DePauw University used Tableau to develop this cluster analysis of student home towns. Chockstone maps loyalty card penetration and usage patterns by location.
"Color coding comes in handy because we can use it to find out where we have friendly managers who might oversee stores that have yet to adopt our program," O'Brien explains.
Corporate, regional and local executives representing chains want to see proof that the programs are paying off, so O'Brien develops location-specific analyses.
"One of the things we're trying to do is tie loyalty card penetration to a higher-than-average year-over-year sales lift," he explains. "So I might color code sales by loyalty program penetration or by which stores ran the most promotions."
The community of report consumers includes field-level managers who typically aren't trained on conventional BI tools, so O'Brien says visualizations are the right choice for delivering easy-to-understand analyses. A few internal constituents use the free downloadable Tableau Reader to interact with data, but visualizations are generally shared as static images embedded in PowerPoint presentations.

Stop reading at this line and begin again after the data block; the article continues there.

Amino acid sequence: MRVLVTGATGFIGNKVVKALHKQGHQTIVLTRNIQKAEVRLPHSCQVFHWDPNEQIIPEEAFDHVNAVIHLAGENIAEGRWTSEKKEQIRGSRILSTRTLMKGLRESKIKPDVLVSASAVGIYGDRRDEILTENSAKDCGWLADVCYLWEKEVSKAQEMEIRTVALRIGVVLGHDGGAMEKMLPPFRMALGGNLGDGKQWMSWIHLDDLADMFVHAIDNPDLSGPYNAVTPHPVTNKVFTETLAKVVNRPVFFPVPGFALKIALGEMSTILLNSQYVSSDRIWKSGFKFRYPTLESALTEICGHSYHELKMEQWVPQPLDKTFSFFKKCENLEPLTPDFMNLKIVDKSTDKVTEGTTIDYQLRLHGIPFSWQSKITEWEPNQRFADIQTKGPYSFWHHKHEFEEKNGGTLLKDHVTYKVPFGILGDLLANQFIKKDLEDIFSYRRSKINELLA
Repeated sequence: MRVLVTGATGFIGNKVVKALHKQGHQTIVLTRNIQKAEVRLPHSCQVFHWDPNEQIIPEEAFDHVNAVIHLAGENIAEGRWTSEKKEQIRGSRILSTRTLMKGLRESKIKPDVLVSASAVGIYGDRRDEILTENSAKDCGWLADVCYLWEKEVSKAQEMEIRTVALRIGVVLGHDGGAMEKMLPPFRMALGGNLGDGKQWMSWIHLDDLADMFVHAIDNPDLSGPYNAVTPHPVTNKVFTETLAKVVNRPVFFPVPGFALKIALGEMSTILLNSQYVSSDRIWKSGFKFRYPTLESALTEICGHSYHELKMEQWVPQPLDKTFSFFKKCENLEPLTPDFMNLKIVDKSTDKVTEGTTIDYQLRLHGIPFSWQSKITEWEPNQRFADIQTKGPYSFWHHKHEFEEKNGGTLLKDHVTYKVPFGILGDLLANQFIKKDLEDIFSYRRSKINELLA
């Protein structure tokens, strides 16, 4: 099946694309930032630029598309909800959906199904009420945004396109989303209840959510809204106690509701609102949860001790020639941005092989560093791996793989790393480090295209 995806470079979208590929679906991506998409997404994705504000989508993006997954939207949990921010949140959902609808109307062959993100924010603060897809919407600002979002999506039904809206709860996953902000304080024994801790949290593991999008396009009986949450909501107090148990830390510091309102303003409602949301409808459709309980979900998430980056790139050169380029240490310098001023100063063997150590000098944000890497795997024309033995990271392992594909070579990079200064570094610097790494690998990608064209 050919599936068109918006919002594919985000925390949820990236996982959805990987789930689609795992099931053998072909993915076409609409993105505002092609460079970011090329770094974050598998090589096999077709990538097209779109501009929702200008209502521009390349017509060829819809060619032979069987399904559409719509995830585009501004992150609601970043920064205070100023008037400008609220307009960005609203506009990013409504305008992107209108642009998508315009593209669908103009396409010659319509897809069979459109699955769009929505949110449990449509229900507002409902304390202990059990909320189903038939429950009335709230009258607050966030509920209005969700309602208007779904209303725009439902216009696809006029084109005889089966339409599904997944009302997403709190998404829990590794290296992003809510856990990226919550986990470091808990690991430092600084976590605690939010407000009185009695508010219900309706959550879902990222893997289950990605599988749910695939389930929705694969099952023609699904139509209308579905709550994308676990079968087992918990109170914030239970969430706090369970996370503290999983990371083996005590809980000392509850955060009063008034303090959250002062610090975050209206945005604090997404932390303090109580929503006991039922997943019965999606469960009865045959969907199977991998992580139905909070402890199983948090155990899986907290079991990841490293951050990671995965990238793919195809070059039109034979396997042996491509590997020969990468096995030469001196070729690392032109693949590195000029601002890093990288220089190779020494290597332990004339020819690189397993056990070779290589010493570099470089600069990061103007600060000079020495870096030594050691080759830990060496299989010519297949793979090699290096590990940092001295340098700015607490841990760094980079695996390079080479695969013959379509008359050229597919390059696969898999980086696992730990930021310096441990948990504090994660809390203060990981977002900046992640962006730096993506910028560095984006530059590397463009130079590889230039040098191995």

"If you can throw a well-done, accurate map into the presentation, it adds a sizzle factor and reinforces the impression of professionalism," O'Brien says.
Chockstone has approximately 40 employees and it purchased two authoring seats of Tableau Desktop. O'Brien focuses on preparing the backend data extracts from MySQL and the core analyses, which are handed off to a business analyst who creates customer- and market-specific reports. "I'm essentially creating a template that lets me offload some of the work," he says. "All our business analyst has to do is duplicate the template and change the filters for each market."
Chockstone may have the footprint of a small enterprise, but it was acquired in late 2008 by $1.5 billion credit card transaction giant Heartland Payment Systems. The plan is to introduce the loyalty marketing unit to Heartland's thousands of payment customers.